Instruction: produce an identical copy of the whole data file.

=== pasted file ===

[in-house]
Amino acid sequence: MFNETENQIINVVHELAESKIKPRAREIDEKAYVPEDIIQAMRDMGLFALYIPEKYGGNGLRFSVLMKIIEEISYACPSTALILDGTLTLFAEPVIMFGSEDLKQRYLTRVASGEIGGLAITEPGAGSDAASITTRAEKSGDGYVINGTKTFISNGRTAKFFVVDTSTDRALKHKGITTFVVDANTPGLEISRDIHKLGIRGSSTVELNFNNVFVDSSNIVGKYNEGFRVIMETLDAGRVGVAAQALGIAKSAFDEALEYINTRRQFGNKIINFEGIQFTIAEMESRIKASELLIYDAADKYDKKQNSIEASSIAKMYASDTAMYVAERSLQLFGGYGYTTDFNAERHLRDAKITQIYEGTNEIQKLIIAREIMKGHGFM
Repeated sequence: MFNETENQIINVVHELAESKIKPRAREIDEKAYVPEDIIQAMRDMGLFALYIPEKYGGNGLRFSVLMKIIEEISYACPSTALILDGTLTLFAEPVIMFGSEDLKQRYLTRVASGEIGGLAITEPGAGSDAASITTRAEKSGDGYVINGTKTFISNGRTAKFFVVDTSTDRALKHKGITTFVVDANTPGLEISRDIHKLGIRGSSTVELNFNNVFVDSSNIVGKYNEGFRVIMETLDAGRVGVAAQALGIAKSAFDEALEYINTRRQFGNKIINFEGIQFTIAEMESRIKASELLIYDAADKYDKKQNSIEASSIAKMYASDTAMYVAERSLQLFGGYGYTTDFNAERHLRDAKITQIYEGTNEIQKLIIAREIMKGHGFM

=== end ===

[in-house]
Amino acid sequence: MFNETENQIINVVHELAESKIKPRAREIDEKAYVPEDIIQAMRDMGLFALYIPEKYGGNGLRFSVLMKIIEEISYACPSTALILDGTLTLFAEPVIMFGSEDLKQRYLTRVASGEIGGLAITEPGAGSDAASITTRAEKSGDGYVINGTKTFISNGRTAKFFVVDTSTDRALKHKGITTFVVDANTPGLEISRDIHKLGIRGSSTVELNFNNVFVDSSNIVGKYNEGFRVIMETLDAGRVGVAAQALGIAKSAFDEALEYINTRRQFGNKIINFEGIQFTIAEMESRIKASELLIYDAADKYDKKQNSIEASSIAKMYASDTAMYVAERSLQLFGGYGYTTDFNAERHLRDAKITQIYEGTNEIQKLIIAREIMKGHGFM
Repeated sequence: MFNETENQIINVVHELAESKIKPRAREIDEKAYVPEDIIQAMRDMGLFALYIPEKYGGNGLRFSVLMKIIEEISYACPSTALILDGTLTLFAEPVIMFGSEDLKQRYLTRVASGEIGGLAITEPGAGSDAASITTRAEKSGDGYVINGTKTFISNGRTAKFFVVDTSTDRALKHKGITTFVVDANTPGLEISRDIHKLGIRGSSTVELNFNNVFVDSSNIVGKYNEGFRVIMETLDAGRVGVAAQALGIAKSAFDEALEYINTRRQFGNKIINFEGIQFTIAEMESRIKASELLIYDAADKYDKKQNSIEASSIAKMYASDTAMYVAERSLQLFGGYGYTTDFNAERHLRDAKITQIYEGTNEIQKLIIAREIMKGHGFM